Computer model indicates promising new catalyst for generating hydrogen from water
Hydrogen is often hailed as a promising environmentally-friendly fuel source, but it is also relatively expensive to produce. However, new research conducted at Princeton University and Rutgers University poses the opportunity to produce hydrogen from water at a lower cost and more efficiently than previously thought possible.
The research, led by Princeton chemistry professor Annabella Selloni, takes its inspiration from nature – or more specifically, a bacterium that produces hydrogen from water by using enzymes known as di-iron hydrogenases. Selloni and her fellow scientists made use of a computer model to work out how they could incorporate this function of the enzymes into practical synthetic catalysts, in order to enable humans to produce hydrogen from water.
In a paper published in the Proceedings of the National Academy of Sciences of the United States of America, Selloni and her co-authors detail how they made changes to existing water-to-hydrogen catalysts, which are often blighted by a susceptibility to oxygen poisoning. While aiming to improve the stability of the structure in water, the team happily fell upon a catalyst which also appears to be tolerant to oxygen, and without sacrificing efficiency.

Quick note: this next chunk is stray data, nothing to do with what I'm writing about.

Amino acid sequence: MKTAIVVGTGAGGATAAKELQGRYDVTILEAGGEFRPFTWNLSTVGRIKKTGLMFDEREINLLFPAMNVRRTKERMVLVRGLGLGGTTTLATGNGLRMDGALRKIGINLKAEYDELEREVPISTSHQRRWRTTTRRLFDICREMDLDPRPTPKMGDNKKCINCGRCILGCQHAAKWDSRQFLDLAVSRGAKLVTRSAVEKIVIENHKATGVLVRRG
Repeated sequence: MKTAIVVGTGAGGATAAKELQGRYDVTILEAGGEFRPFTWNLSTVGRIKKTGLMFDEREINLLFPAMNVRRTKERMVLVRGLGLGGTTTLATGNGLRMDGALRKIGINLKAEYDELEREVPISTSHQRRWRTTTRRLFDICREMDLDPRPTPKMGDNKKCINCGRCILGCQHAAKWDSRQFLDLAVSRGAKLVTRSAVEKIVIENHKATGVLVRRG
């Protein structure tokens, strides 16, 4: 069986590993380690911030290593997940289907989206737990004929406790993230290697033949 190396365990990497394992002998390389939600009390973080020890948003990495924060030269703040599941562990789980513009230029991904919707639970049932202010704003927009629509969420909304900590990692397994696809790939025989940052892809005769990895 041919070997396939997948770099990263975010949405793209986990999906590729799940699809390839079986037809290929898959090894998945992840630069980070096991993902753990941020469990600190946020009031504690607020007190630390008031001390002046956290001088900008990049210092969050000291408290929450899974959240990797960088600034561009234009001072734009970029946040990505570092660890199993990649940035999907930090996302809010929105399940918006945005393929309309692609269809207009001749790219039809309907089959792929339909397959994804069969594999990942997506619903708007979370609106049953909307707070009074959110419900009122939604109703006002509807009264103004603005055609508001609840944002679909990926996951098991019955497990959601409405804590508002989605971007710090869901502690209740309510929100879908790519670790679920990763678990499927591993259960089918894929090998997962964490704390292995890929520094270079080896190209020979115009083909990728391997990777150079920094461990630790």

The new artificial catalyst could be produced from abundant and inexpensive components like iron, offering a potentially cheap method of producing hydrogen.
The next step for Selloni and her team is to move the research beyond computer models into the real world, and to this end, they hope to eventually produce a working catalyst which produces vast quantities of inexpensive hydrogen for use as a fuel source.
Source: Princeton Journal Watch
Please keep comments to less than 150 words. No abusive material or spam will be published.
@David Colton Clarke: I agree with the solar panels comment - my prediction has been for decades that eventually every piece of roofing material on sale will come with Photo Voltaic panels imbedded and every house will be making hydrogen whenever it has excess energy production. The work on H2 production however is aimed at reducing the energy required to split the water, much of which is lost. With PVs getting cheaper, it won't matter so much but it seems like both technologies are heading towards a happy convergence.
Have a look at "A molecular molybdenum-oxo catalyst for generating hydrogen from water" if you have journal access. Nature 464, 1329–1333 (29 April 2010)